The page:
1st Dec 2002 - Giles Henry-Stogdon (hereafter referred to as GHS) takes delivery of his C3 at Citroen Yser, in Brussels.
20th Dec 2002 - back in the UK, there is an engine fault after 1000 miles - GHS calls Citroen Assist Belux who refers him to Citroen Assist UK. Citroen Assist UK refuse to recover vehicle or provide a courtesy vehicle.
23rd Dec 2002 - GHS makes first of over 50 calls to Citroen UK. They inform him that he needs to register the car with Citroen UK.
23rd Dec 2002 - Citroen Assist Europe arrange to recover the vehicle. The wrong type of pick-up arrives. GHS drives vehicle to W Shirley in Croydon. The vehicle breaks down once on the way. After a rest at side of the road, it limps to the dealership in the end.
24th Dec 2002 - The Lexia system shows various faults in the engine.
2nd Jan 2003 - The technician reports a failed injection pump. The part is put on back order.
3rd Jan 2003 - in one of many calls to Brussels, GHS is told that Citroen Belux will not provide any help, and that the purchaser is not guaranteed satisfaction from Citroen Europe. However, he explains that I should expect at least the same level of service from Citroen UK!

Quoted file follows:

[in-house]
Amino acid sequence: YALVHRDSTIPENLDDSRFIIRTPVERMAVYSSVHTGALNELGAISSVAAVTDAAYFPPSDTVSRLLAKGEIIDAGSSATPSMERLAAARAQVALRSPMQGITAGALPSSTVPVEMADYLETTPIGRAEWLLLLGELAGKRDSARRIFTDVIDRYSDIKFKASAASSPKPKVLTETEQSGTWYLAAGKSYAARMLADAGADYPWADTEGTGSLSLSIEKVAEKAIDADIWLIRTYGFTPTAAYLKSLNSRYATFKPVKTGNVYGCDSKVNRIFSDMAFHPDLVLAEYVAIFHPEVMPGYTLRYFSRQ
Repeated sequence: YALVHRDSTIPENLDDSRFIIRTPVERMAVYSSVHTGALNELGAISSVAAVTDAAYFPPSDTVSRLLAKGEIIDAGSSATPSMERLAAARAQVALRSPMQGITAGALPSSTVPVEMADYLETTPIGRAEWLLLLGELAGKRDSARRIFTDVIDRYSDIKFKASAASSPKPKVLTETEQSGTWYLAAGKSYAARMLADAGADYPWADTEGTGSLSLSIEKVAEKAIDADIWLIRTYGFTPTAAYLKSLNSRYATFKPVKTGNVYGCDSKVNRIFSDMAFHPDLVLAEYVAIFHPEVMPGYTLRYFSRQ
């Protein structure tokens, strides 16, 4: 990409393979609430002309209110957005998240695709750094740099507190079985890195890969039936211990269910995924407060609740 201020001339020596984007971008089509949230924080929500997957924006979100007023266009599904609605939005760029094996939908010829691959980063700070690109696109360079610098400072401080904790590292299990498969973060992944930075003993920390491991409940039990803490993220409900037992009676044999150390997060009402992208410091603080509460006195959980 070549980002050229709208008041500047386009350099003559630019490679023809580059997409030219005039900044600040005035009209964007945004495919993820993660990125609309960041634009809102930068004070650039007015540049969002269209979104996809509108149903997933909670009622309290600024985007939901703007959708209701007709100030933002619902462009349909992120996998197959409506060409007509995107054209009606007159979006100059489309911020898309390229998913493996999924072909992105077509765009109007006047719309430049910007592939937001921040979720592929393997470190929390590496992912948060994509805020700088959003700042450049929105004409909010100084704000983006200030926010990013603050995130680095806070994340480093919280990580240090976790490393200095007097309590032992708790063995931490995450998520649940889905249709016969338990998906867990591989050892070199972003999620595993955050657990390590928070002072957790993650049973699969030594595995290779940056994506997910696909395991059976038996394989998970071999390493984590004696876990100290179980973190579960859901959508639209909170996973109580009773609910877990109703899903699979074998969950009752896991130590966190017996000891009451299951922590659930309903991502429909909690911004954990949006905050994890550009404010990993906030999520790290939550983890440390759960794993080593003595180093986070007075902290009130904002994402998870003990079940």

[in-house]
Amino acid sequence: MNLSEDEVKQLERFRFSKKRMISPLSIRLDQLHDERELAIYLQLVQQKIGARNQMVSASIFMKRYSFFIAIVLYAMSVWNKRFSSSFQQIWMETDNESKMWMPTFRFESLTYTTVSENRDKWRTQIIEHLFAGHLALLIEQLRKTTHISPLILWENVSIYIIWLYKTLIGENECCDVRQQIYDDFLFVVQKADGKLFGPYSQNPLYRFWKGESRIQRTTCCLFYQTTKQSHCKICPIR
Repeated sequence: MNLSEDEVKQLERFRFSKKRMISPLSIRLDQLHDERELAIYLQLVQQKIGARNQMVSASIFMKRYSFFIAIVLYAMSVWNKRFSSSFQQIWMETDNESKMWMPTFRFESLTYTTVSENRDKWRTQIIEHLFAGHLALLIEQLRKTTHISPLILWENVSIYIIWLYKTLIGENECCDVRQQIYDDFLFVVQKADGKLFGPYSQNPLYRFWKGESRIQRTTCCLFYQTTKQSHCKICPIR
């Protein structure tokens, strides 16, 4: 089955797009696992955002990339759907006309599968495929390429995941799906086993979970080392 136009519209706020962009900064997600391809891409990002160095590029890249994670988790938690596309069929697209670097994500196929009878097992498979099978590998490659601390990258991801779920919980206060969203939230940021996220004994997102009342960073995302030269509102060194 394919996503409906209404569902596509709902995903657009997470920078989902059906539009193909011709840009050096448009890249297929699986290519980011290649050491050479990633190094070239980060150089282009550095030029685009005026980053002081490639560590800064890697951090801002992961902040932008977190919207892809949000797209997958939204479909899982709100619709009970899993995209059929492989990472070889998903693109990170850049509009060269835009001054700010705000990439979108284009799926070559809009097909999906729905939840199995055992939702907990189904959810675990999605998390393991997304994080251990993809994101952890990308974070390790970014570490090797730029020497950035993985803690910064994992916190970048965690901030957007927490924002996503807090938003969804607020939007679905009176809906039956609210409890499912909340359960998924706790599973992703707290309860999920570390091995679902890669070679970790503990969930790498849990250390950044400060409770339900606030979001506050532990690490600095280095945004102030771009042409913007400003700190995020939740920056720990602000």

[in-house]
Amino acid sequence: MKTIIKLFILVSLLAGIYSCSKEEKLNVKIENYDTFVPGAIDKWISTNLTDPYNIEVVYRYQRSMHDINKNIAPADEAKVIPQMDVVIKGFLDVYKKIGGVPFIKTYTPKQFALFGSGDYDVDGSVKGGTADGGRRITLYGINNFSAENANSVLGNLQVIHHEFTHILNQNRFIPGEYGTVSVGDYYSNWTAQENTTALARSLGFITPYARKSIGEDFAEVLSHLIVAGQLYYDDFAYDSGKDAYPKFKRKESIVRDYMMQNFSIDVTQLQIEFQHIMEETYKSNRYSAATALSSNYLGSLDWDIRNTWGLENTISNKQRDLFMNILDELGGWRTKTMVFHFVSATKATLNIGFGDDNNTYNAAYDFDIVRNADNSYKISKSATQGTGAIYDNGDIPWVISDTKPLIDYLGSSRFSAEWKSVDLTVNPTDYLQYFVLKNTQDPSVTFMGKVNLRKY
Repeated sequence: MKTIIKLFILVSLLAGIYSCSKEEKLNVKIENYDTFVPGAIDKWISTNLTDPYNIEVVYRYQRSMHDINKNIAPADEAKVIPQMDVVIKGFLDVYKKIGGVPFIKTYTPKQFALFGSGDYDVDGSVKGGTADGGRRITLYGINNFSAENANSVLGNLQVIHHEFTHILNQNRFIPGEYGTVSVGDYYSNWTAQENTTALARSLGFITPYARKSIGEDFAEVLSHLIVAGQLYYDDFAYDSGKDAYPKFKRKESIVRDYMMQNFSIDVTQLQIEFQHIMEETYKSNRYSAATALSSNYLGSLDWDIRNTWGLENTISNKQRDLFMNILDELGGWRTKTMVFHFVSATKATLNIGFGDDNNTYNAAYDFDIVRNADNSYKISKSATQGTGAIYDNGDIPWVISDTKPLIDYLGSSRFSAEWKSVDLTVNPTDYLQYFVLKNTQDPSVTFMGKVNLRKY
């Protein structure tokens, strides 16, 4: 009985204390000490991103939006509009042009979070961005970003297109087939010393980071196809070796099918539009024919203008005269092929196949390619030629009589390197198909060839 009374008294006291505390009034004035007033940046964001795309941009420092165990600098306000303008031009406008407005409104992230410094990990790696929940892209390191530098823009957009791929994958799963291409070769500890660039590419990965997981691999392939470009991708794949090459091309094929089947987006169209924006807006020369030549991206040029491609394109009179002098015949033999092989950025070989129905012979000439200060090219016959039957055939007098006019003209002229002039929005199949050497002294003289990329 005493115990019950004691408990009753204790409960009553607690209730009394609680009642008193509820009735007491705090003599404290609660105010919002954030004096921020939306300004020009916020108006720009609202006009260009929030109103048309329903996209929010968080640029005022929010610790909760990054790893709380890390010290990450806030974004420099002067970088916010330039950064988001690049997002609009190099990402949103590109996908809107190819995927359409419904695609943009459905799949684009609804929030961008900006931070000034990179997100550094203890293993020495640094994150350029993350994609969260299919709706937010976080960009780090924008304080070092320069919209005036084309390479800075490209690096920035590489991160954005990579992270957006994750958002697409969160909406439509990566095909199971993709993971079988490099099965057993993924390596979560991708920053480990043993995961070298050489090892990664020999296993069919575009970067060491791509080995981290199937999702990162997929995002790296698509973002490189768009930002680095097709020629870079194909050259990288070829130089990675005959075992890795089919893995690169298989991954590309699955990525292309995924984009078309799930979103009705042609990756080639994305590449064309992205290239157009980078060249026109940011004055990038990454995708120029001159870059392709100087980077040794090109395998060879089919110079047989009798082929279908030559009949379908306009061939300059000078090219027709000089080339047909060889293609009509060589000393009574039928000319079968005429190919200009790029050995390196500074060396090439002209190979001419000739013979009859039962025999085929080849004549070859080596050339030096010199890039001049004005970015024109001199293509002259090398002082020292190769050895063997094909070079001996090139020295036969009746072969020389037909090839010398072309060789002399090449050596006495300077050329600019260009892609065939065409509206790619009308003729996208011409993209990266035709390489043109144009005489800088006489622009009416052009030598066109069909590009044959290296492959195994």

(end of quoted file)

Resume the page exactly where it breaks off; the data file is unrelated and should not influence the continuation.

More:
3rd Jan 2003 - the vehicle is registered with Citroen UK. W Shirley provides a courtesy car (Renault Clio). Christmas was ruined, but at least GHS and his family now have the use of a Renault Clio with a petrol engine- and it works.
17th Jan 2003 - The fuel pump part arrives. The faulty part is replaced, but there are further faults that are difficult to identify. The technician is sent away on a course and asks lots of questions. On the Citroen course, attended by the technician, there was talk of a general problem with the quality of the injector rails. It turns out 2 injector rails are faulty. The parts go on back order.
During the month of January, GHS makes a series of calls to Citroen UK in an effort to find out why there is such a delay with the parts.
Sometime in Feb 2003 - 12 injector rails arrive in UK, but fail to reach W. Shirley in Croydon. They are distributed elsewhere.